Diabetes in pregnancy can cause significant problems and is increasingly more common. LVHN’s Diabetes in Pregnancy Program (DIPP) and Comprehensive Diabetes in Pregnancy Program (CDIPP) each provides leading-edge care for women with this condition. We can reduce the chance for diabetes-related complications during your baby’s development in the womb.
Team approach to caring for pregnancy diabetes
Caring for gestational diabetes requires a team of experts who work together to provide the right kind of care at crucial moments in your pregnancy. Our maternal fetal medicine specialists (perinatologists) lead this program and work with:
- Doctors who treat hormonal imbalances (endocrinologists)
- Specially trained diabetes nurse practitioners
- Diabetes educators
Together, we help you understand your condition and make necessary lifestyle adjustments to ensure a healthy pregnancy.
Women who already have chronic diabetes mellitus when they become pregnant have pre-existing diabetes. How diabetes impacts the pregnancy often depends on the severity of the mother's diabetic disease, especially if she has vascular (blood vessel) complications and poor blood glucose (sugar) control.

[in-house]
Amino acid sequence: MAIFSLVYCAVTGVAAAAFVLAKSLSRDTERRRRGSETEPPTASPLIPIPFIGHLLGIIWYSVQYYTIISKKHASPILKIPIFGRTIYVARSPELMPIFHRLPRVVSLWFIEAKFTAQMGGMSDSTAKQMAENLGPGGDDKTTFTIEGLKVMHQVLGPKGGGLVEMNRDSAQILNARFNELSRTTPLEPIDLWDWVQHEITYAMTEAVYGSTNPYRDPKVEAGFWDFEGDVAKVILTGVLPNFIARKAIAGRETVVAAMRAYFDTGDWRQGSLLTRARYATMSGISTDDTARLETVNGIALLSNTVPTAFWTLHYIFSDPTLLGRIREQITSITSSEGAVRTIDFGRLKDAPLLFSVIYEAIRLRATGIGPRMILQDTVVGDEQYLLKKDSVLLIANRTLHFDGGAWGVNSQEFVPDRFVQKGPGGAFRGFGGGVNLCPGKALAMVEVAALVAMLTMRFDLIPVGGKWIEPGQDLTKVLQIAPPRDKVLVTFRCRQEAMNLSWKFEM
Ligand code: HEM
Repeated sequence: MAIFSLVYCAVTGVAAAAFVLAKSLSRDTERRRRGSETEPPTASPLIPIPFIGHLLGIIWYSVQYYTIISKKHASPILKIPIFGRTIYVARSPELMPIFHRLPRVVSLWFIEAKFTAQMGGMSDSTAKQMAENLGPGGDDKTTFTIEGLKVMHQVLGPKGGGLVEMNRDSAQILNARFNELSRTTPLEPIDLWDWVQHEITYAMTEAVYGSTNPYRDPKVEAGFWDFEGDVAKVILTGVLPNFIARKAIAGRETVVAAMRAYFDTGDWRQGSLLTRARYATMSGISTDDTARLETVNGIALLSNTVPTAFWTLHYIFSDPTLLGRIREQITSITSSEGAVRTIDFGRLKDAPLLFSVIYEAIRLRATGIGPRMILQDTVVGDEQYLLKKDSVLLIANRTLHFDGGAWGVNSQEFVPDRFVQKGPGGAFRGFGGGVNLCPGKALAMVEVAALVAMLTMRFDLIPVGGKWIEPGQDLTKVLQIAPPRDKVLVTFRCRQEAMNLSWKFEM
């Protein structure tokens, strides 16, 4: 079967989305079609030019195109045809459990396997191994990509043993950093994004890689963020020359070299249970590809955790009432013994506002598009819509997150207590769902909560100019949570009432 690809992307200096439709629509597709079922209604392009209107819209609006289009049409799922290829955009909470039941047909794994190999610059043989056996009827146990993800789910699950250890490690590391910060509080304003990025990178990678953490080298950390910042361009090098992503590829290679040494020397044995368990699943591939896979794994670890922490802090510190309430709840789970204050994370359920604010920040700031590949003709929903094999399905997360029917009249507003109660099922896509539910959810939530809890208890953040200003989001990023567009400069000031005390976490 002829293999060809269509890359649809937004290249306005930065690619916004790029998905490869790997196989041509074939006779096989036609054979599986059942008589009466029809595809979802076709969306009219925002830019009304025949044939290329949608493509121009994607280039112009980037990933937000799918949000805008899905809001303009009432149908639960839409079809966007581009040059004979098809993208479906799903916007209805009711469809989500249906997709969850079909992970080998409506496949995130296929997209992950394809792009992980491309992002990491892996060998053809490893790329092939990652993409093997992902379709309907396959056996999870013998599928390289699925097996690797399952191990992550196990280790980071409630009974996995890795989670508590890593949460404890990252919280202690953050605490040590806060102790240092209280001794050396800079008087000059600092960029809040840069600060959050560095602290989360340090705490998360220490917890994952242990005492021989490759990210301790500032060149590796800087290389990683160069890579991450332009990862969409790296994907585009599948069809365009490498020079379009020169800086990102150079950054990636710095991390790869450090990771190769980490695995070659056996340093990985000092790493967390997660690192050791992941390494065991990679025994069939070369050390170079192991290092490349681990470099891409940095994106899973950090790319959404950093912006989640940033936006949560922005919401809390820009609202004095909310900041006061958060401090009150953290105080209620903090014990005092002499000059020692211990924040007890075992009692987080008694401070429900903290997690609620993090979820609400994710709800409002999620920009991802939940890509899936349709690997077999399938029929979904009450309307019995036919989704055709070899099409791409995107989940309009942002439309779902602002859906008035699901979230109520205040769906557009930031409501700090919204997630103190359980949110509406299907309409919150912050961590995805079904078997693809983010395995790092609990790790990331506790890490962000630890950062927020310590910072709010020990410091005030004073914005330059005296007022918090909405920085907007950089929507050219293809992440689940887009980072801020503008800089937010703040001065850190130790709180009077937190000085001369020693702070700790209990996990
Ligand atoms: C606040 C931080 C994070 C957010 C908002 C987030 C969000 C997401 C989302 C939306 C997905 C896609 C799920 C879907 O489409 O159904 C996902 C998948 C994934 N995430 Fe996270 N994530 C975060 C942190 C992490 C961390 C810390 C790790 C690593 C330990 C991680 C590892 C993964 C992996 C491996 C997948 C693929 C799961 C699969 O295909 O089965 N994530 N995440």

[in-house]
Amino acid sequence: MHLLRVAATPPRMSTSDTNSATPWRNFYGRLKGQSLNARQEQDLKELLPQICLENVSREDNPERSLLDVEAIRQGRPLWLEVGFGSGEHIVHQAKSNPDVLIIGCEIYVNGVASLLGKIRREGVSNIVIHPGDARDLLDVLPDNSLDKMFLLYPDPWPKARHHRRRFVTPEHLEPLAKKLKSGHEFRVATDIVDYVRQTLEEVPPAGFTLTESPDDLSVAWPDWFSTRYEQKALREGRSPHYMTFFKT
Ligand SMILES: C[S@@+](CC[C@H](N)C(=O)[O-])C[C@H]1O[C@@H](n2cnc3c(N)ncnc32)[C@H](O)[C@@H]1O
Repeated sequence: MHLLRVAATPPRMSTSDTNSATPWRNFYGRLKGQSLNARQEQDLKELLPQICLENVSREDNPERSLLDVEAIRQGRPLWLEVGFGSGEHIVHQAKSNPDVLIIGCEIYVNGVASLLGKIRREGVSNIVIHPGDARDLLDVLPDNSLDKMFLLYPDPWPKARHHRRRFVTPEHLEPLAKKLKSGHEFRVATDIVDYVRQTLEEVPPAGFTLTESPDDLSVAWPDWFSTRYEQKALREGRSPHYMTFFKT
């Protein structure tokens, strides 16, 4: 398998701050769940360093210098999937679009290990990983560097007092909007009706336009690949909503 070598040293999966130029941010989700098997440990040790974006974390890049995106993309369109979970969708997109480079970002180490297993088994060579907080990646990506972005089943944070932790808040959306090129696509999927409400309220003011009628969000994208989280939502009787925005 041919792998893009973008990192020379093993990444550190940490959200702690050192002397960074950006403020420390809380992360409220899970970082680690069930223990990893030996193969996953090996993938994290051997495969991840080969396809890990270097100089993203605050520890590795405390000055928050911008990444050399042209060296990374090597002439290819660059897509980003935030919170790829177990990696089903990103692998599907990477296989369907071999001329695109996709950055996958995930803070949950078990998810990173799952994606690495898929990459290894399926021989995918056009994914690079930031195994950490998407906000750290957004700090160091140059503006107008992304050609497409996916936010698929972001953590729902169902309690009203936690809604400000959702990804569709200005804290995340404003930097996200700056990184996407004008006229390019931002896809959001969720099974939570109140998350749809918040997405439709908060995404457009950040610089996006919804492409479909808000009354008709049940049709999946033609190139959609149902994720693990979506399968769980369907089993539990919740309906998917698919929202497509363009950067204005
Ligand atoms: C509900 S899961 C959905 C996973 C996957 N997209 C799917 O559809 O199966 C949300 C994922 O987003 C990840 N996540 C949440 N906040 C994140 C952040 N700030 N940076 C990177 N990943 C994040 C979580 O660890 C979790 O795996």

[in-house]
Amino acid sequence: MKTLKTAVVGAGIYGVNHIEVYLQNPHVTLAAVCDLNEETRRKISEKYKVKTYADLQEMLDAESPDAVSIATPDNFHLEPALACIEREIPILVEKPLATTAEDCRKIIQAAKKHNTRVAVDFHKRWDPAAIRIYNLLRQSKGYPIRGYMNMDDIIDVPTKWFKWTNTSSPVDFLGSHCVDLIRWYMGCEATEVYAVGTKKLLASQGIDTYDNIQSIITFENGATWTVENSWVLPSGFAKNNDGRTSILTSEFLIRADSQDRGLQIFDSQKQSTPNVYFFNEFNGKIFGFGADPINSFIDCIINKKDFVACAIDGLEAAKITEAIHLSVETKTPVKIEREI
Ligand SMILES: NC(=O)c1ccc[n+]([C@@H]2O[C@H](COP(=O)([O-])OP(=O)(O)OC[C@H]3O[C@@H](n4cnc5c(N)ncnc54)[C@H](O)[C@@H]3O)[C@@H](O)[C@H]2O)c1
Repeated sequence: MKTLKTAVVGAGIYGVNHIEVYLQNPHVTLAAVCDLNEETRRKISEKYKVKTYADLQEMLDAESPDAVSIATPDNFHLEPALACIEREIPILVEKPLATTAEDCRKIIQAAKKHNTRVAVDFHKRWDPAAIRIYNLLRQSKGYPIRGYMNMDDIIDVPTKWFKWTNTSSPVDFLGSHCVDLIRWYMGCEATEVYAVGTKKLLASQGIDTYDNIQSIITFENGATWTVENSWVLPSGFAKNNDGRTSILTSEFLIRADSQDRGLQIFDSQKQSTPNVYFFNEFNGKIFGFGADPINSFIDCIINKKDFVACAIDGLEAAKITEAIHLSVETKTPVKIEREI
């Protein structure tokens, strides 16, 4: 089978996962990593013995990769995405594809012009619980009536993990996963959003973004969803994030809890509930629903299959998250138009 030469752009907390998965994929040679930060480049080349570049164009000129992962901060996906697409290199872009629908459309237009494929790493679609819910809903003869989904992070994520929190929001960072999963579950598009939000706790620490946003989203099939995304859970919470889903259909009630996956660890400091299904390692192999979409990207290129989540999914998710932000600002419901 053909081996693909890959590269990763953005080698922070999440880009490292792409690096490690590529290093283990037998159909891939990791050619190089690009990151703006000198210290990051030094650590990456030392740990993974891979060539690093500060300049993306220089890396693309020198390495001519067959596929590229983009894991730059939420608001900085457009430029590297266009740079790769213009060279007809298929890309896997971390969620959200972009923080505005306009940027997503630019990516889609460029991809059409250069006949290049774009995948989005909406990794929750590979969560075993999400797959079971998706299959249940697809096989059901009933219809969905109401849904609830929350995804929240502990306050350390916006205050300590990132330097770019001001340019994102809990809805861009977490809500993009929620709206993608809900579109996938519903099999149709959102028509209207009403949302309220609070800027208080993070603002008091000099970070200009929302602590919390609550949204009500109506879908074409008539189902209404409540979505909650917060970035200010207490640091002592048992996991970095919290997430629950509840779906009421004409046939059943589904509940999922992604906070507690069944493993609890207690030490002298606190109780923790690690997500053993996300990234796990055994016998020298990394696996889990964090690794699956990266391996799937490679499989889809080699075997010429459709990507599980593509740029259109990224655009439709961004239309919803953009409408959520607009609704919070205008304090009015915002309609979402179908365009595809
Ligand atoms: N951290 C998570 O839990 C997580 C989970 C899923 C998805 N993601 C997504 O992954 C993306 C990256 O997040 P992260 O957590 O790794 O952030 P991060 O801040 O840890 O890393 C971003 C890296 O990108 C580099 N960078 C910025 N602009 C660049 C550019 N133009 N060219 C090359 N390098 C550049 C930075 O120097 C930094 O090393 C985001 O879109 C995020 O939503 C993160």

If you have been diagnosed with type 1 or type 2 diabetes, it is important that you speak with your doctor before becoming pregnant so they can refer you to the Comprehensive Diabetes in Pregnancy Program (CDIPP). Together, we will review your medications because some may not be safe for a developing baby. We will also discuss how to best control your blood sugar levels during pregnancy.
Gestational diabetes mellitus (gestational diabetes) refers to diabetes developed during pregnancy. It may occur even though a woman wasn’t previously diagnosed with diabetes. This form of diabetes usually disappears following delivery. However, for approximately 2 percent of women, it does not – and they end up having lifelong diabetes.
Unlike type 1 diabetes, insulin resistance causes gestational diabetes. Insulin resistance occurs when other hormones produced during pregnancy make insulin less effective. Although any woman can develop this condition, related risk factors include:
- Being overweight or obese
- Having a family history of diabetes
- Prior birth of a baby that weighed more than 9 pounds
- Being older than 25
- Being African-American, American Indian, Asian American, Hispanic/Latino or Pacific Islander
- Having prediabetes (impaired glucose tolerance)
If your obstetrics provider feels you are at risk for developing diabetes during pregnancy, he or she may refer you to our Diabetes in Pregnancy Program.